It said Standard Chartered had processed transactions worth USD438 million between 2009 and 2014, the majority of which involved Iran-linked accounts from its Dubai branch routing payments through, or to, its New York office or other US-based banks. It had failed to establish and maintain risk-sensitive policies and procedures, and failed to ensure its UAE branches applied UK equivalent AML and counter-terrorist financing controls.
12 April 2019, the First-Tier Tribunal tax court held that HMRC had allowed too much time to pass before issuing an assessment for £84 million worth of unpaid tax against the founder of fashion retailer Matalan, John Hargreaves, in respect of capital gains.
In 2000, Hargreaves sold 29.3% of his holdings in Matalan for £231 million. He had moved to Monaco in March of that same year and filed his tax return for 2000-2001 as a non-resident. This status was not challenged until 2007, when HMRC issued a ‘discovery’ assessment demanding £84 million in CGT.
Such special tax assessments are issued if the discovery of tax owed is made later than 12 months of a return being filed. However, an HMRC investigation, involving correspondence with Hargreaves’ advisers, showed that tax officials had discovered the nature of his residency by 2004 but had taken no action against Hargreaves until issuing the tax demand in 2007.
Hargreaves disputed HMRC’s assessment that he was domiciled in the UK and was therefore liable for CGT on the gains. He lost a 2014 case to determine his residency, which revealed details of frequent private jet trips to his Lancashire home, in the same county as Matalan’s head office. The court ruling also showed that Hargreaves maintained two cars in the UK, continued to see his UK doctor and dentist and had hospital and physiotherapy treatment in the UK.
However Hargreaves challenged the case on the timing of the demand from the tax office. Upon a discovery of an issue with a tax return, HMRC has 18 months to act or it is considered ‘stale’. It was argued that HMRC had had the option of making earlier discovery of Hargreaves’ domicile status, but chose not to.
Judge John Brooks was critical of Hargreaves for not seeking sufficiently detailed advice before filing his tax return but concluded that HMRC had let the clock run down on its inquiry. “There was,” he said, “at the very least, more than three years between the discovery and the assessment. In my judgment, given this delay, the discovery had lost its quality of newness and become stale by the time the assessment was made. Accordingly the assessment cannot stand.”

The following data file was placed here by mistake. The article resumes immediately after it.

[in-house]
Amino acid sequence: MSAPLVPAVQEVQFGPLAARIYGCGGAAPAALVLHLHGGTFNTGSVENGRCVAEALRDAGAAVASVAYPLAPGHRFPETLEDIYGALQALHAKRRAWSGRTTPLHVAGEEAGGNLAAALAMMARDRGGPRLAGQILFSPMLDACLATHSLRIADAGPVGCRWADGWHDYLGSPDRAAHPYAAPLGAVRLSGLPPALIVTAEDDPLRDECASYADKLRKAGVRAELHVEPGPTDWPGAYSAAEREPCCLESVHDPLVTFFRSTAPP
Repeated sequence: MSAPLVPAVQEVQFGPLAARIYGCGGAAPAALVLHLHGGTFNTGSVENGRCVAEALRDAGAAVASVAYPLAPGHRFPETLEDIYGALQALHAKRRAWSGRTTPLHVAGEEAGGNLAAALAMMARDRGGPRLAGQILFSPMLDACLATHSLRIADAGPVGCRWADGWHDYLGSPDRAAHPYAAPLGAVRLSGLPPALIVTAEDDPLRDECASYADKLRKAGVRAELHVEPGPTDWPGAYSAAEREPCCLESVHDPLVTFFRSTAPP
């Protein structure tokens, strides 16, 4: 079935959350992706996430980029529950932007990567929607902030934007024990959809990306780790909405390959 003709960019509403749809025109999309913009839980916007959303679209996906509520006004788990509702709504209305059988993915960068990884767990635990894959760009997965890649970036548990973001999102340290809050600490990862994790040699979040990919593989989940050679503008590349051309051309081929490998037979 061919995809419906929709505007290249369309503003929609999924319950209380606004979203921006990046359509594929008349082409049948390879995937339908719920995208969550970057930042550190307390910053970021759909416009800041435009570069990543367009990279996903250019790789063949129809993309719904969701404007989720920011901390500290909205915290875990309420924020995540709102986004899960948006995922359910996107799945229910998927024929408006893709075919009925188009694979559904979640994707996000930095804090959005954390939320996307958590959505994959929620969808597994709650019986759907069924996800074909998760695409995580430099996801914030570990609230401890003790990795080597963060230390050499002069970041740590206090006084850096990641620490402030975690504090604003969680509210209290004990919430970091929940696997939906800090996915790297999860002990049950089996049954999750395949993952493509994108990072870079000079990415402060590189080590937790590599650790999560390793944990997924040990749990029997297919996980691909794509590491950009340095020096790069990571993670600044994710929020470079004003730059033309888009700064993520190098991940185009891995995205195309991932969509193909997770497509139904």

HMRC has the right to appeal the decision. A spokesperson for HMRC said it was “considering the judgment carefully.” The tribunal papers reveal that in September last year Hargreaves withdrew the first part of the appeal “accepting that he was resident” in the relevant period.
2 April 2019, the UK tax authority (HMRC) added the Barbados Stock Exchange (BSE) to its list of ‘designated recognised stock exchanges’ under Section 1005 of the UK Income Tax Act 2007.
BSE managing director Marlon Yarde said: “The recognition of the BSE as a ‘recognised stock exchange’ represents a significant milestone in the BSE’s continued development. This will not only enhance the profile of Barbados as an internationally recognised financial centre – it will also provide an avenue for sustainable and progressive development of the capital markets within Barbados and the wider Caribbean Community region.”
The move should encourage enhanced capital investment by UK investors and will be of benefit to Barbados and UK investors through the preservation of the following tax advantages:
-Securities listed on the BSE may be held in tax advantaged Individual Savings Accounts (ISAs) and Personal Equity Plans (PEPs) by UK investors;
-Holders of debt securities satisfying the Eurobond exemption and listed on the BSE are exempted from withholding tax on distributions underlying debt securities;
-Inheritance tax allowances may accrue to UK holders of securities listed on the BSE; and
-UK pension schemes will be permitted to hold securities listed on the BSE, giving companies and funds listed on BSE access to a larger market of sophisticated, well-capitalised investors.
24 April 2019, the UK tax authority HMRC is investigating £27.8 billion of tax possibly underpaid by large corporates in 2018, up 14% from the £24.8 billion that it estimates was underpaid in 2017, according to figures obtained by law firm Pinsent Masons.
The figures show that US-based multinational businesses may have underpaid £4.6 billion of UK tax last year, up 35% from £3.4 billion in 2017, representing 17% of the total amount of tax that HMRC was targeting last year. Swiss-based businesses represented the second highest at 6% of underpaid tax, followed by Ireland (3%) and France (2%).
The figures refer to 'tax under consideration' by HMRC’s Large Business Directorate (LBD), which is an estimate of the maximum potential additional tax liability across all inquiries, before full investigations are completed. The LBD covers the 2,100 largest and most complex businesses in the UK.
The UK's Diverted Profits Tax, which was introduced in 2015 to deter activities that divert profits away from the UK, raised £388 million in 2017/18 – more than the £360 million forecast when the tax was introduced. DPT is paid at 25%, compared to corporation tax at 19%. This higher rate is intended to be an incentive to groups to adjust their transfer pricing.